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Comment: Re:Sweeping Conclusion (Score 1) 389

by DavittJPotter (#32139796) Attached to: The Desktop Security Battle May Be Lost

And in between all your firewalls, client firewalls, calls to the help desk because "hey, this program needs admin rights", modifications to the registry because the program cannot run without admin rights to the registry, spyware scans, A/V scans, and your extensive user training - do you get any work done? I see you're at a university, which means you're probably not accountable to a bottom line, but ... really? What you're describing sounds great, but here in the real world, where money matters, and IT does NOT dictate what accounting package is used, or what vendor will be supplying the next package for a certain function ... it's a little more difficult.

Science

Why the First Cowboy To Draw Always Gets Shot 398

Posted by timothy
from the more-guns-less-crime dept.
cremeglace writes "Have you ever noticed that the first cowboy to draw his gun in a Hollywood Western is invariably the one to get shot? Nobel-winning physicist Niels Bohr did, once arranging mock duels to test the validity of this cinematic curiosity. Researchers have now confirmed that people indeed move faster if they are reacting, rather than acting first."
Image

Jetman Attempts Intercontinental Flight 140

Posted by samzenpus
from the a-jetwing-and-a-prayer dept.
Last year we ran the story of Yves Rossy and his DIY jetwings. Yves spent $190,000 and countless hours building a set of jet-powered wings which he used to cross the English Channel. Rossy's next goal is to cross the Strait of Gibraltar, from Tangier in Morocco and Tarifa on the southwestern tip of Spain. From the article: "Using a four-cylinder jet pack and carbon fibre wings spanning over 8ft, he will jump out of a plane at 6,500 ft and cruise at 130 mph until he reaches the Spanish coast, when he will parachute to earth." Update 18:57 GMT: mytrip writes: "Yves Rossy took off from Tangiers but five minutes into an expected 15-minute flight he was obliged to ditch into the wind-swept waters."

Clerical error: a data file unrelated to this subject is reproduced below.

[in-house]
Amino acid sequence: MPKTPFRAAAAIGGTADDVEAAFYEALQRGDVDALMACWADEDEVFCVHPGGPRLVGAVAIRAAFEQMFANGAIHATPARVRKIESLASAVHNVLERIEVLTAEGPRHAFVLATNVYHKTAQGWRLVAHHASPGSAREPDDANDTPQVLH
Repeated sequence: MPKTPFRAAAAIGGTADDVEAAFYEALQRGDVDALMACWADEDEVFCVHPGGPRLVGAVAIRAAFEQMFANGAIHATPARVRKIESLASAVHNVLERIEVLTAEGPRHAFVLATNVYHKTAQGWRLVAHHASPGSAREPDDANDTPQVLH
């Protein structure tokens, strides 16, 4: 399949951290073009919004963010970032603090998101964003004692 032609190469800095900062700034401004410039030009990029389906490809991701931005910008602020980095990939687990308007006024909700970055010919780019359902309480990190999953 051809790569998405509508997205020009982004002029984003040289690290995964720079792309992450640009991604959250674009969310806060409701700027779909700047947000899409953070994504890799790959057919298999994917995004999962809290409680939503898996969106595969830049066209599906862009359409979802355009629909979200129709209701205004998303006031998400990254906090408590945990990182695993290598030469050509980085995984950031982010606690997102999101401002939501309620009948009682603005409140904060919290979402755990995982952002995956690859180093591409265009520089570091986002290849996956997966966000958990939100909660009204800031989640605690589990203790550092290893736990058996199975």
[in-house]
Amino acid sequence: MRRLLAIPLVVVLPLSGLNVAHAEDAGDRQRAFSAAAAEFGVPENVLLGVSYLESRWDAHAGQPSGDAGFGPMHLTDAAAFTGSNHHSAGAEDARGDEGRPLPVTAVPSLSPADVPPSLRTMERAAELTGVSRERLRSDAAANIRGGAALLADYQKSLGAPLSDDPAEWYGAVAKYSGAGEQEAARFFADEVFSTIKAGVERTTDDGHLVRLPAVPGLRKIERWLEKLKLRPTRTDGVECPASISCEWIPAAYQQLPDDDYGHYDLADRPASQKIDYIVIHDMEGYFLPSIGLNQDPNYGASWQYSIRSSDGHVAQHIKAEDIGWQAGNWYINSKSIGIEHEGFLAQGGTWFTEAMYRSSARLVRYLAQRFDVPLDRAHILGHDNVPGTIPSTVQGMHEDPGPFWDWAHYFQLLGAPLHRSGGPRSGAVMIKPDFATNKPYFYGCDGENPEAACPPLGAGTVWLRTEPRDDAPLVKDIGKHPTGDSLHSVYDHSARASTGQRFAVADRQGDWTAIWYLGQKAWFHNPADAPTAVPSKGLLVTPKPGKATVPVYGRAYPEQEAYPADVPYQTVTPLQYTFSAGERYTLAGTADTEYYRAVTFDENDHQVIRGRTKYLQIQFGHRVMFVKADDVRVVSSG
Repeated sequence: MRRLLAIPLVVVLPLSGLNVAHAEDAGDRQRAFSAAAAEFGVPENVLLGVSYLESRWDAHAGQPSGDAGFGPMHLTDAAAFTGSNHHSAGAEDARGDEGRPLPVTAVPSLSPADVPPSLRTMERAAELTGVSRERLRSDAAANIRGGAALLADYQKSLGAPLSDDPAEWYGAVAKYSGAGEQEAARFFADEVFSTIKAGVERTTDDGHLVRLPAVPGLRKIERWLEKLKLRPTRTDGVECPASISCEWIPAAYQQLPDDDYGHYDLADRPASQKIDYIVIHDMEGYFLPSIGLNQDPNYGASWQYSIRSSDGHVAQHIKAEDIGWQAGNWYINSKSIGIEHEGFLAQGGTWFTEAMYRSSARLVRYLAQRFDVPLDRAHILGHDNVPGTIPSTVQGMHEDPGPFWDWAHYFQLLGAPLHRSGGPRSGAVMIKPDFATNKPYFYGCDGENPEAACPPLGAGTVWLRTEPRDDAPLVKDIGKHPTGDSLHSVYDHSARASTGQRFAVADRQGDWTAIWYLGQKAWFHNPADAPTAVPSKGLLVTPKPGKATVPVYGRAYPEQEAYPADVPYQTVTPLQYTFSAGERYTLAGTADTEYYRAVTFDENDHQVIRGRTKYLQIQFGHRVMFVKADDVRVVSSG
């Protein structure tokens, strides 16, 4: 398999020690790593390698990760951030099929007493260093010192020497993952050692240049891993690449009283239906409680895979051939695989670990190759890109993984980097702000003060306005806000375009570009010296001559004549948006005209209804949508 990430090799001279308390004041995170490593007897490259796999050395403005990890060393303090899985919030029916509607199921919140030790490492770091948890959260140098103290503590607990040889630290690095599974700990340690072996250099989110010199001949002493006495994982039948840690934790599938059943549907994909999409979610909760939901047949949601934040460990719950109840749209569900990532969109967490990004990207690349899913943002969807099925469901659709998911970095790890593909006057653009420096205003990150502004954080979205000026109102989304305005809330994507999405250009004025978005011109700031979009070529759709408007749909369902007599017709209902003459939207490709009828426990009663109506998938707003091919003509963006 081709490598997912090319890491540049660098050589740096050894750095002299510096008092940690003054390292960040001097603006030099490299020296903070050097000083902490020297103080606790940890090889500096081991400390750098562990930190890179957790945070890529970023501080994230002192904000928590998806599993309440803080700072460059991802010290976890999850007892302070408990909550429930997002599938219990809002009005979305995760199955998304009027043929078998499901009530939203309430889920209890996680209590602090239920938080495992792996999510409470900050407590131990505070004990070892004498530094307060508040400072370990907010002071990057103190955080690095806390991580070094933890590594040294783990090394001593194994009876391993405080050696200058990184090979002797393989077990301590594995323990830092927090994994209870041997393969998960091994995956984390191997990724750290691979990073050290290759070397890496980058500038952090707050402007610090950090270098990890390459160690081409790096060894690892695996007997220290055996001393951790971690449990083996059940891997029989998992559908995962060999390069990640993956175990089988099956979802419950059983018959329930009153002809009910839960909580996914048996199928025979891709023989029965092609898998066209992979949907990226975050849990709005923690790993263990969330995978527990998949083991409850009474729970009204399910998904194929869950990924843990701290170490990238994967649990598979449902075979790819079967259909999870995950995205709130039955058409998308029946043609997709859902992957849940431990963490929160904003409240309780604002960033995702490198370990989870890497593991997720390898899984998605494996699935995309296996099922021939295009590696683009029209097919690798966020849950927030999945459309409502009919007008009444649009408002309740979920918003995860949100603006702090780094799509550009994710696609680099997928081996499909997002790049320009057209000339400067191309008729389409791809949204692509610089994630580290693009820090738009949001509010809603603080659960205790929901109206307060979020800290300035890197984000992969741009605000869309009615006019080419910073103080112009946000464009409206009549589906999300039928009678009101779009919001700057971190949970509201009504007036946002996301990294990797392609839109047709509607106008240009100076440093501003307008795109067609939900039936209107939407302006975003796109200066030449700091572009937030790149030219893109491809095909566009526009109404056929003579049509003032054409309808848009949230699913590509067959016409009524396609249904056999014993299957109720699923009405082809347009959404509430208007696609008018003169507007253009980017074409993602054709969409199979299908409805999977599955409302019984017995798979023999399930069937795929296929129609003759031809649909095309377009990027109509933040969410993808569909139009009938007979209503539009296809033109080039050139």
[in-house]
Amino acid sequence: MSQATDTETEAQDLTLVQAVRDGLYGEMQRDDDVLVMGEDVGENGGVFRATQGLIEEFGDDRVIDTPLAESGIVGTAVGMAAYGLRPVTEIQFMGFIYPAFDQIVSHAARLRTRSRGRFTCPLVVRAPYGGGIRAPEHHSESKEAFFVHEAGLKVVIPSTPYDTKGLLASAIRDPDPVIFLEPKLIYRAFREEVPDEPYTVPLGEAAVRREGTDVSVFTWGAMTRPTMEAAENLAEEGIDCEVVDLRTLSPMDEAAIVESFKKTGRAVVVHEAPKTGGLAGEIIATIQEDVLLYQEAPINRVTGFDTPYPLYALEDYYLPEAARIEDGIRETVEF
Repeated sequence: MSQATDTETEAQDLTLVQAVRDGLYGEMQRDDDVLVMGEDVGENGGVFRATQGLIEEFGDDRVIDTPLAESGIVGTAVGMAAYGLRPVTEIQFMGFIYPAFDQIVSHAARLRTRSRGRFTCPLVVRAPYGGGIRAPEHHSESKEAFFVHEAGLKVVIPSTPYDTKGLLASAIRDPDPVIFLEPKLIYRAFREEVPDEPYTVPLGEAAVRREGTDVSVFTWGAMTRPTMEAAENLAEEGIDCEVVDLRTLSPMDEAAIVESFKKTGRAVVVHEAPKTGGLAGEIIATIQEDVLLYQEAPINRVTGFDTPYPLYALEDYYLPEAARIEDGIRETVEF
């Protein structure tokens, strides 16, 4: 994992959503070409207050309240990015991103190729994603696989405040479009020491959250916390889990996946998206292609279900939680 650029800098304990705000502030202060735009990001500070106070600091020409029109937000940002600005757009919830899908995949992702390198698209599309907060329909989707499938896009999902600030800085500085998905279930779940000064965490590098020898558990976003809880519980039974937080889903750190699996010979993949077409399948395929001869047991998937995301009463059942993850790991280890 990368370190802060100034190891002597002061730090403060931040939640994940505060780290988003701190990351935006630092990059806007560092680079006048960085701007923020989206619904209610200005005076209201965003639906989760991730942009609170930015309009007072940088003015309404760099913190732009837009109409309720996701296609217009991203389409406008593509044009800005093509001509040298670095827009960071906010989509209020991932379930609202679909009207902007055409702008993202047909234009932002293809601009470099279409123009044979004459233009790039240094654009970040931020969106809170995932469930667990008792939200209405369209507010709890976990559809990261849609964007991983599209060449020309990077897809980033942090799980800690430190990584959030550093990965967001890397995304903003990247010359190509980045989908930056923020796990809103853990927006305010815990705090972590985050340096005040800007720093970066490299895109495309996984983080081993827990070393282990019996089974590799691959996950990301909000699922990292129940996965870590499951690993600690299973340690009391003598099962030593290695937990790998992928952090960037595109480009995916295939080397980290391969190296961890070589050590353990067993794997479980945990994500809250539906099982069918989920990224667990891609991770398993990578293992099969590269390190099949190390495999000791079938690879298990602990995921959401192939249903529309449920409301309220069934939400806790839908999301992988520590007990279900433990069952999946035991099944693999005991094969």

Comment: Re:A Good Thing (Score 2, Insightful) 292

by DavittJPotter (#29885277) Attached to: Facebook To Preserve Accounts of the Dead

I hate this kind of thing. By "keeping a memory alive", and revisiting that memory every day, I feel you can't get past grief, and move on with your life. Parents who keep a shrine, friends who keep facebook pages going forward - are you actually moving through your life?

The person is dead. They don't care anymore about Facebook. Let them fade, remember the good times you shared, and move forward. Honoring someone's memory doesn't mean canonizing them. If that person was the only thing keeping a group of people connected, then their absence means that the group should drift apart and move on - that's how humans should work.

All these sorts of things do is keep a wound open and fresh. Keep a page up for maybe a short time for those people who can't attend the funeral/wake/whatever ceremony you have, then gracefully remove the page.

Just because we can, doesn't mean we should.

Logic is a systematic method of coming to the wrong conclusion with confidence.

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